Terry Hitchcock on his reflections during his time as Chair

Terry Hitchcock on his reflections during his time as Chair
11/08/2020 Becky Evans

‘We cherish a culture that encourages people to talk to, care for and believe in each other ’

First published August 2020, written by Terry Hitchcock, outgoing Chair, Groundswell

I have had the privilege of chairing Groundswell since April 2012 and I am sad to be retiring on September 1st.  There comes a time however when it’s right to bring in fresh ideas.  Governance guidance also advises that trustee appointments should not normally exceed nine years.  I am very pleased that my successor is Jenny Yates, currently our treasurer, who has substantial experience of voluntary sector service delivery and policy advocacy work

Some reflections on my time as chair I hope might be of interest, especially since Groundswell and its impact have grown so much.  But even as early as 2015, when the charity was a third of the size it is now, we noted that Groundswell’s unique culture must not be jeopardised by growth.  We have always put our core beliefs first.  What is it that “makes Groundswell Groundswell”?

The answer lies in Groundswell being about people who have experienced homelessness creating positive change for people who are homeless.  There is no “them” and “us”.  We cherish a culture that encourages people to talk to, care for and believe in each other and this is stressed in our recruitment and training of volunteers, staff and trustees.

Growth is not the only challenge to maintaining a culture.  Governance requirements have significantly increased.  We have taken this very seriously and have robust safeguarding, data protection and financial policies.  But we still sometimes have to take risks and be flexible because we work with people with complex needs and trauma.

The support that Groundswell gives to its volunteers and staff with experience of homelessness is crucial since they deliver all of the charity’s services and research activities.  This is why we are dedicated to developing and supporting a workforce through our progression team; they use coaching to help individuals identify goals and overcome barriers so they can progress in their own lives.

This principle was reinforced in 2014 by the innovative step of forming a people committee to ensure that Groundswell is a healthy and safe organisation. Progression remains a key pillar of our ‘Participation Works’ strategy today.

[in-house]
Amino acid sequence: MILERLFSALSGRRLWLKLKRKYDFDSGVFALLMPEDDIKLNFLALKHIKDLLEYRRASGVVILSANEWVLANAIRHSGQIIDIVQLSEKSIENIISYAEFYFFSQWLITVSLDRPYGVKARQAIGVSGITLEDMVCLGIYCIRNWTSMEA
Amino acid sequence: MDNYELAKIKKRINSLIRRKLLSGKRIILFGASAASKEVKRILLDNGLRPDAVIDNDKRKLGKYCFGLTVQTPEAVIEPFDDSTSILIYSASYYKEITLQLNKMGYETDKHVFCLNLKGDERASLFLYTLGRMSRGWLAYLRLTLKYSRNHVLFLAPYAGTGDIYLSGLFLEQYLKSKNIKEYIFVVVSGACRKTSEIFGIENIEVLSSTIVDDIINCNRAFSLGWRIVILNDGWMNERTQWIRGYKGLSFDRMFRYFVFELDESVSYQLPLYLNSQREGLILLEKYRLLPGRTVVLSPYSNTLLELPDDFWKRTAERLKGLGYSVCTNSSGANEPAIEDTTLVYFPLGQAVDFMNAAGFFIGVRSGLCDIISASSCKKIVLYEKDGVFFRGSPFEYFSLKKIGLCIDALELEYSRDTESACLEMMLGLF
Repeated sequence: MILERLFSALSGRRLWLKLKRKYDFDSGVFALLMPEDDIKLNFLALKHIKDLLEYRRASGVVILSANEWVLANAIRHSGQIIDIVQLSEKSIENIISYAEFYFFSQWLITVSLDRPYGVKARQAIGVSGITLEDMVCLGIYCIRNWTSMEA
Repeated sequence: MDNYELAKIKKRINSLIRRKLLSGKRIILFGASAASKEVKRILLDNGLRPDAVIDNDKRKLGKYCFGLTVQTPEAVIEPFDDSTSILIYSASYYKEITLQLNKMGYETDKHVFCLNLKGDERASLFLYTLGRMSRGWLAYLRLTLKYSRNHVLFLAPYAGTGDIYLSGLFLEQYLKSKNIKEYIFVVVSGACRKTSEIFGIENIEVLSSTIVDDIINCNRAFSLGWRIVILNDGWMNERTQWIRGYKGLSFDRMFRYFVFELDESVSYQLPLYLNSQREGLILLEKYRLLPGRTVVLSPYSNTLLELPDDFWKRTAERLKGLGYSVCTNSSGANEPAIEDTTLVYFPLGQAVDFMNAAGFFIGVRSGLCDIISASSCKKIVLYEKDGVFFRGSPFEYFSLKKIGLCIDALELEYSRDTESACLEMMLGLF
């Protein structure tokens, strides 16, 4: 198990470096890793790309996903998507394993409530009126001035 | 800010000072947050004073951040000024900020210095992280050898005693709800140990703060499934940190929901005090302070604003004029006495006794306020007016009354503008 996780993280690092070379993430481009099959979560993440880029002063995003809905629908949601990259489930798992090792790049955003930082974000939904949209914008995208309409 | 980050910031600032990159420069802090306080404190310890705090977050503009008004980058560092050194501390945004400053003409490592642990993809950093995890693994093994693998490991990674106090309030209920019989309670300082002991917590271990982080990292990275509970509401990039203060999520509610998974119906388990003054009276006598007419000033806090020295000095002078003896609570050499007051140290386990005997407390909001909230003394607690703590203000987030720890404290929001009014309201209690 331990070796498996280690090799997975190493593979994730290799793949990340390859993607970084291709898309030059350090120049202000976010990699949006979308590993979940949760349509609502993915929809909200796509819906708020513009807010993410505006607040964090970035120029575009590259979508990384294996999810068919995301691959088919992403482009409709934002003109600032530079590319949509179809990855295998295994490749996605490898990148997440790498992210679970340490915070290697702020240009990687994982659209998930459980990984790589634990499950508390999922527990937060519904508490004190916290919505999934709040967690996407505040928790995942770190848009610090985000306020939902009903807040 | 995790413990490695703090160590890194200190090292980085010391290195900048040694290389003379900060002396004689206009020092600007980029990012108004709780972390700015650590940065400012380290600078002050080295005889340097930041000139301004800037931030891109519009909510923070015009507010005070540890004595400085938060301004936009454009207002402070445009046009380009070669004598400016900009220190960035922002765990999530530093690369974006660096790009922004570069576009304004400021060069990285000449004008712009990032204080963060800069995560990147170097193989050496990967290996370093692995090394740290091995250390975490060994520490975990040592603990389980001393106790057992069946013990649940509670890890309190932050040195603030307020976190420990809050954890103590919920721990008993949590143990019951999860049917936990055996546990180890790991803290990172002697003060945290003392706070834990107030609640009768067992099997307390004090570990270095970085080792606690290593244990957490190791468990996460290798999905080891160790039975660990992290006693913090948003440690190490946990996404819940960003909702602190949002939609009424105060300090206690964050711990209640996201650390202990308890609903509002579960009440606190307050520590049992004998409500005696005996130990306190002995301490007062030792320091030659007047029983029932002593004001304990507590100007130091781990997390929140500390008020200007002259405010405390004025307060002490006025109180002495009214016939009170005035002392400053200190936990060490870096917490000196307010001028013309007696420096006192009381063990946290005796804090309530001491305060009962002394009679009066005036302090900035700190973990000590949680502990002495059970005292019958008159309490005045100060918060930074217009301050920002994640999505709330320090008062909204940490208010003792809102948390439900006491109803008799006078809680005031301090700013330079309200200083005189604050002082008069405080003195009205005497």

The growth of a charity requires sustainable funding.  In 2012 too much of our income was uncertain. We saw that to win larger core bids, our case for funding Groundswell had to be even more compellingly expressed so began to invest in fundraising.  But we have not allowed Groundswell to become a fundraising-led charity; the delivery of services and fundraising have to mesh together closely.

We increasingly shifted from a ‘day to day’ mode to long term planning and aimed to build a fit-for-purpose infrastructure, including financial and people management, IT and the office premises, which we have successfully moved twice in the past eight years.  In a growing organisation, the infrastructure often tends to lag what is needed so I have little doubt that this theme will recur – it is a price of success!

Over the past decade our Peer Advocates have delivered over 23,000 engagements, thereby saving many lives.  We began modelling national expansion of HHPA in 2015 as we wanted to bring the benefit of HHPA to people affected by homelessness across the UK.   But we had to ensure we chose the right method and our peers were deeply involved.  I am delighted that the expansion has taken the form of partnerships with Crisis and Shelter through #HealthNow, and in some cities of service delivery by local Peer Advocates trained by Groundswell.

Peer research was a notable feature of Groundswell from its beginnings in the 90’s.  We decided in 2013 to call this Insight & Action.  It has made sense to integrate our areas of work, as the delivery of peer advocacy generates many valuable insights.  The research is carried out by people who have been homeless themselves, resulting in them gathering real experiences and developing practical recommendations to the problems people experience.

Groundswell is strongly positioned to meet challenges and seize opportunities, which will inevitably be partly shaped by the impacts of Covid-19 on the lives of people experiencing homelessness.  I thank the volunteers, the staff and the trustees for their past service in making all the above achievements possible and for continuing to work so hard to bring about real and lasting change.